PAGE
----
Clay: Here is the next Lark in my series on what I think of the Oscar nominated films and how  I think the film’s nominations will affect the 96th Academy Awards as a television show.

This week: The Holdovers

The trailer for The Holdovers made it look like it was going to be one of those smaller, quirkier comedies that rarely get wide releases anymore. What I definitely did not expect was to step into the theater and be transported back to 1975. But that is exactly what Alexander Payne’s latest film does; in both tone and style.

Everything from the script, to the locations, to the film grain has a vintage sheen that evokes classic films from previous eras. The story is simple and character driven too, revolving around the central trio of characters to allow for an intimacy of storytelling that also feels completely out of date. It never hits the highest of highs, and sometimes I think the most emotional and affecting moments are cut short, almost as if Payne was worried that going too deep into the story would distract from the style. But, the movie creates a timeless connection that certainly has been key to it’s place as a frontrunner in several categories for this year’s Oscars.

As far as the Oscar ceremony goes, The Holdovers may not be helping the beleaguered telecast draw in viewers (though if there are a whole lot of Da’Vine heads out there who are going to tune in, I want to meet them all), but that doesn’t seem to be hurting its chances in several of the categories. All the film’s five nominations are in major categories—Best Picture, Best Actor, Best Supporting Actress, Best Original Screenplay, and Best Film Editing—and the film seems to be a strong contender in several of them.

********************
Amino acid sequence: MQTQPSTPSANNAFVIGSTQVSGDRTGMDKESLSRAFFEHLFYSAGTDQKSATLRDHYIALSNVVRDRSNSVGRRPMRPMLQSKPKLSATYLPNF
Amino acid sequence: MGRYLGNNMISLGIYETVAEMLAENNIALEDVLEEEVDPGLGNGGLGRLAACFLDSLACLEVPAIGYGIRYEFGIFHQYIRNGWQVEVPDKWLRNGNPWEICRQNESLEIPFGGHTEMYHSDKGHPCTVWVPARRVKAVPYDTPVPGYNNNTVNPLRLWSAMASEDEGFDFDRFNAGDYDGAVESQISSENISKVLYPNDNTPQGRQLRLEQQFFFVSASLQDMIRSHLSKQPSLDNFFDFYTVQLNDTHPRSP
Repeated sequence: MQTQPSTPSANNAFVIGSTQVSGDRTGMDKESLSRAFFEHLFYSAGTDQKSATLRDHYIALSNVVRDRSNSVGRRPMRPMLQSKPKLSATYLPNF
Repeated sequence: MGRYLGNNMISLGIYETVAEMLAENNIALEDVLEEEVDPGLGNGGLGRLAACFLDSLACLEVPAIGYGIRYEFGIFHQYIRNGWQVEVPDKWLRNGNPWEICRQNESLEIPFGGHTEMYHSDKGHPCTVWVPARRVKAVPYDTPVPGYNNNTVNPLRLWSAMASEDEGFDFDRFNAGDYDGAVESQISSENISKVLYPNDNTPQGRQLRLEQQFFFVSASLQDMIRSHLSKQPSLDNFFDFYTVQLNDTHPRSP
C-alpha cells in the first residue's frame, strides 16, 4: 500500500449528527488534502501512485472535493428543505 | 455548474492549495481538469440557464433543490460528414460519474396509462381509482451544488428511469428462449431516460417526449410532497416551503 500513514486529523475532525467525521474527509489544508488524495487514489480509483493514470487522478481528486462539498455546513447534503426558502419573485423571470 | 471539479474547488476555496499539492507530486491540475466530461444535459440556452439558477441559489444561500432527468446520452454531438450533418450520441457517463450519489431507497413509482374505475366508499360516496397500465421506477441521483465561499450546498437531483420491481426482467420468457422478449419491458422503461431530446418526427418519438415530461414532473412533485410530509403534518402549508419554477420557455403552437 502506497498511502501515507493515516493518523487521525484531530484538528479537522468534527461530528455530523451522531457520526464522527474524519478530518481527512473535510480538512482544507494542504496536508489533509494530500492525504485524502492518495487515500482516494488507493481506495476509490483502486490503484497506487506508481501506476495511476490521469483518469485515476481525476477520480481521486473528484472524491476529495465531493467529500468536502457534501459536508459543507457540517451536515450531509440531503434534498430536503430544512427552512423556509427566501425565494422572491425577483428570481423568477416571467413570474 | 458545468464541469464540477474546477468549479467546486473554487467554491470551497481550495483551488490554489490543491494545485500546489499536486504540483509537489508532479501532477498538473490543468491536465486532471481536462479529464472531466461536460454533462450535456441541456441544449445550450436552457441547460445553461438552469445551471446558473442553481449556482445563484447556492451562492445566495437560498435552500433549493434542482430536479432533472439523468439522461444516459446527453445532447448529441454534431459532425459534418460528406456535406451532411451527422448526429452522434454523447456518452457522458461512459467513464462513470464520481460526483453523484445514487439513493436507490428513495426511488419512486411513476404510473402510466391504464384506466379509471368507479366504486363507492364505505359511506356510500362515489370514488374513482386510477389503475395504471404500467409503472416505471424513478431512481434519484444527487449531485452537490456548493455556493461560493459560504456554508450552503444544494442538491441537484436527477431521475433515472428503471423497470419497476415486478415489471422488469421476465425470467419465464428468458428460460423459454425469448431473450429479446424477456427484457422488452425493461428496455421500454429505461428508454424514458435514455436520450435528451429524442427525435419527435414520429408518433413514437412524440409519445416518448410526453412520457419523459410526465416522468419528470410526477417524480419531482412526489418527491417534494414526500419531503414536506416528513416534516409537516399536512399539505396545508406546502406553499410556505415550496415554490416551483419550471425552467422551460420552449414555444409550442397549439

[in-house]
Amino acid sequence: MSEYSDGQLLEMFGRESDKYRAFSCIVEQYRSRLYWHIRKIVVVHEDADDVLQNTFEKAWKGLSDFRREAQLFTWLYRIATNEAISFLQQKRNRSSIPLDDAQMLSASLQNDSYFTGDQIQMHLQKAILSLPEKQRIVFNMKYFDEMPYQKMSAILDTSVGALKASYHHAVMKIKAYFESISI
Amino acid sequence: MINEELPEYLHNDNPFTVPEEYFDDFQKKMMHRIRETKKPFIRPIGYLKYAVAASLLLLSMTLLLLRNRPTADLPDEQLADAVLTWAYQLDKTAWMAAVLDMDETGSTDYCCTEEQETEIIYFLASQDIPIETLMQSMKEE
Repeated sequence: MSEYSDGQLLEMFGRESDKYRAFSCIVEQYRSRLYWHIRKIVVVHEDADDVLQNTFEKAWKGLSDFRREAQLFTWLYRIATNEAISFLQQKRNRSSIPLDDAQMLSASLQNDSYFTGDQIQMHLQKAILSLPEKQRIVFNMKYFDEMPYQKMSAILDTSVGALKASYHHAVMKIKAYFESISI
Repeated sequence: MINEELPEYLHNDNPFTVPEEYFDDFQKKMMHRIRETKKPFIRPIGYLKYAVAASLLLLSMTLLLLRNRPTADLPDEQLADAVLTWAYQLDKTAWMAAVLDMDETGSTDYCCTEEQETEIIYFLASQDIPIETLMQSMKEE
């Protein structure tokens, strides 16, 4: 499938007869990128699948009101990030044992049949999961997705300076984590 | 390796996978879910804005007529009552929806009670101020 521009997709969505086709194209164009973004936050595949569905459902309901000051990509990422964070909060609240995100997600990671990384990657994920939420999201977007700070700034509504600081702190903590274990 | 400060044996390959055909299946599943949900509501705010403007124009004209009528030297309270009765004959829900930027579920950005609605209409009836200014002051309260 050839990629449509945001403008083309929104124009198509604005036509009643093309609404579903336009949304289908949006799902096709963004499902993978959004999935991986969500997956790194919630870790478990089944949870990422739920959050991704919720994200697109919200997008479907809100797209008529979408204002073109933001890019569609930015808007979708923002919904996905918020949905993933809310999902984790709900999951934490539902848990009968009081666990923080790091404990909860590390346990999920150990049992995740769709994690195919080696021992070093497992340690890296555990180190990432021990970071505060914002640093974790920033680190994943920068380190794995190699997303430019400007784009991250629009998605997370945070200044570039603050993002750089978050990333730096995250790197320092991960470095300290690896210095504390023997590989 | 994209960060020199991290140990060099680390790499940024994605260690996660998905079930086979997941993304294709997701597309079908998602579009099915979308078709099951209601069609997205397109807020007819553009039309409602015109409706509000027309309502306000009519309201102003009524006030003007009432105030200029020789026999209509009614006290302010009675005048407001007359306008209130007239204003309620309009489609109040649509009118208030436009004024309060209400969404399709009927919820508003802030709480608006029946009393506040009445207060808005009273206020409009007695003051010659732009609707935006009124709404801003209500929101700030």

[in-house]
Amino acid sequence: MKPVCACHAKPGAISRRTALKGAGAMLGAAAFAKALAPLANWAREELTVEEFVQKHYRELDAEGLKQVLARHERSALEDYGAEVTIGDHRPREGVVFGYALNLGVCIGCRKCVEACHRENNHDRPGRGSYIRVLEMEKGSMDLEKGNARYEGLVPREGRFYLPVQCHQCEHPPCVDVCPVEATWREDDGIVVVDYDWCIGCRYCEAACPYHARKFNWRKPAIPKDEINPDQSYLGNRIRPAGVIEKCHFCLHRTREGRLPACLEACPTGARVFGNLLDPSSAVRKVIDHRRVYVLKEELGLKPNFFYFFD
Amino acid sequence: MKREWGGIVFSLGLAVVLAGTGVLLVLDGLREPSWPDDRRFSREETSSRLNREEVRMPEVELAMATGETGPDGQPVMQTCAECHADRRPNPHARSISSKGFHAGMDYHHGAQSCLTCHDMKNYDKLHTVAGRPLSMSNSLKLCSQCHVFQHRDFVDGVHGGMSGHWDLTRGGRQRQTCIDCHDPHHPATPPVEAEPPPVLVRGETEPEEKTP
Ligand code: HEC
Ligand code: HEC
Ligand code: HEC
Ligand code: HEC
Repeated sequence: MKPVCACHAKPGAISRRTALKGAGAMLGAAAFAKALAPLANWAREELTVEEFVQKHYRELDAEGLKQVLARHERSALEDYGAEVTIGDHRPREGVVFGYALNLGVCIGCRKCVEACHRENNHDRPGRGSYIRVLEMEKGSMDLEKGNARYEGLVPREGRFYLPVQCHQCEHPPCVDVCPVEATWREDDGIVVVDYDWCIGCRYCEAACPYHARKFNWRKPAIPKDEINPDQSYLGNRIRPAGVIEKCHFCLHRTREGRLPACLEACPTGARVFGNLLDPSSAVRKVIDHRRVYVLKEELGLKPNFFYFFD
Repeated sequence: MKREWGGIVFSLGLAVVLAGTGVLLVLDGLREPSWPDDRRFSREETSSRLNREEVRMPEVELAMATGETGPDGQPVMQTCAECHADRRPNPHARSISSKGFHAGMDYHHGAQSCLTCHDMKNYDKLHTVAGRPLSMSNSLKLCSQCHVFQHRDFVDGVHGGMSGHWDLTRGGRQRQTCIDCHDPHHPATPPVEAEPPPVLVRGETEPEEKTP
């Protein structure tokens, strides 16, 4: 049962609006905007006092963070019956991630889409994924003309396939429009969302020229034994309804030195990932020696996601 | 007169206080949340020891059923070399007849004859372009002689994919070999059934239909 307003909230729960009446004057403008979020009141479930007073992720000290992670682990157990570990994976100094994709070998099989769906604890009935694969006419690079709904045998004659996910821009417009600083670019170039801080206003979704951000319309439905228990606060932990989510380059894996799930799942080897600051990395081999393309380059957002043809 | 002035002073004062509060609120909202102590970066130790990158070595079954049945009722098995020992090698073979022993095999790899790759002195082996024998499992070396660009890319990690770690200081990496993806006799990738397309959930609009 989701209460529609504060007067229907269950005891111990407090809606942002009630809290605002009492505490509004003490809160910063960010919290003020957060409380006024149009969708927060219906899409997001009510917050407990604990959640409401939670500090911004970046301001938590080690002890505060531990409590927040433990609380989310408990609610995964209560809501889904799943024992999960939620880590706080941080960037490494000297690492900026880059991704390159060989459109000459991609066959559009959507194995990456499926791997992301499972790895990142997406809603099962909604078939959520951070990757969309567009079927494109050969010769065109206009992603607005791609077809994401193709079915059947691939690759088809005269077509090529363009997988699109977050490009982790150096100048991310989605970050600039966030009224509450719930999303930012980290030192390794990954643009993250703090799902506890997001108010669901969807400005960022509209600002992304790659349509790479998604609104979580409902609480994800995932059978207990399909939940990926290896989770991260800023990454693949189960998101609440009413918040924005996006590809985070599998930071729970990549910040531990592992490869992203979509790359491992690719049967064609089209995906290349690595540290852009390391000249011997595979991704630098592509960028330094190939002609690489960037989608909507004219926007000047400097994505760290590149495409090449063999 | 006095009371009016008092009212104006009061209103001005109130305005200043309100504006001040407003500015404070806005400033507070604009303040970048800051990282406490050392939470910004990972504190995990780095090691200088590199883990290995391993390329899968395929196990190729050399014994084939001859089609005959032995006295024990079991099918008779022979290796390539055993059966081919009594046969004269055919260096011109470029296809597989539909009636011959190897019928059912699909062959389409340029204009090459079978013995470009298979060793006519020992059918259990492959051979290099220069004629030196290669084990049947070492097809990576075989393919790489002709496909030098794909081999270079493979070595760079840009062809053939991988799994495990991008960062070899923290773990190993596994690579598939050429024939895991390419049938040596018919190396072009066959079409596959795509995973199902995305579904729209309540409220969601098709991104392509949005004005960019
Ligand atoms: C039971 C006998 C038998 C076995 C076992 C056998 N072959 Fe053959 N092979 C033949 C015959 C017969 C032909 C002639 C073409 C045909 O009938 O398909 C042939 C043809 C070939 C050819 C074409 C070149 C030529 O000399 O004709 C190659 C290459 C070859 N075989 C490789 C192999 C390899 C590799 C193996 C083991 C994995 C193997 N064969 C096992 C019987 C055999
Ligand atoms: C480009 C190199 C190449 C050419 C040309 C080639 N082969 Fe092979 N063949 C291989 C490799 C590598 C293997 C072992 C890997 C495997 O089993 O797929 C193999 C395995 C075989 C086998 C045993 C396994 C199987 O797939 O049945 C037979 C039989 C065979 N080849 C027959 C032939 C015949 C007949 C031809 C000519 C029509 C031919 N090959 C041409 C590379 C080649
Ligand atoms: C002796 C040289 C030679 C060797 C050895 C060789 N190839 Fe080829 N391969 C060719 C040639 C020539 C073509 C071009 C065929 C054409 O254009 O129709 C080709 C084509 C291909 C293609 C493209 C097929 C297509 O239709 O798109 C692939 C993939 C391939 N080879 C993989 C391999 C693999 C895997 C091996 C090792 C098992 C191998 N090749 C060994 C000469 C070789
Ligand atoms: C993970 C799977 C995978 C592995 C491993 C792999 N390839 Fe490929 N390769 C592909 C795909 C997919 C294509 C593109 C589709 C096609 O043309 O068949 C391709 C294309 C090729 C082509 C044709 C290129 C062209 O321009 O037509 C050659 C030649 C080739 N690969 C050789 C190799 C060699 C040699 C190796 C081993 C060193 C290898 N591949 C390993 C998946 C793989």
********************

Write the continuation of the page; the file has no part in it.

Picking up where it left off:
In Best Supporting Actress, Da’Vine Joy Randolph is the absolute runaway favorite to take home the award. Her performance as grieving mother Mary Lamb absolutely anchors the emotional side of The Holdovers. The undeniable power of the silences and moments of erupting pain play on Randolph’s face no matter what the character is doing. The character could have seemed pretty stereotypical and lifeless with a less vivid performance, Randolph avoids that and makes every moment that Mary is off-screen a moment the audience longs for her return.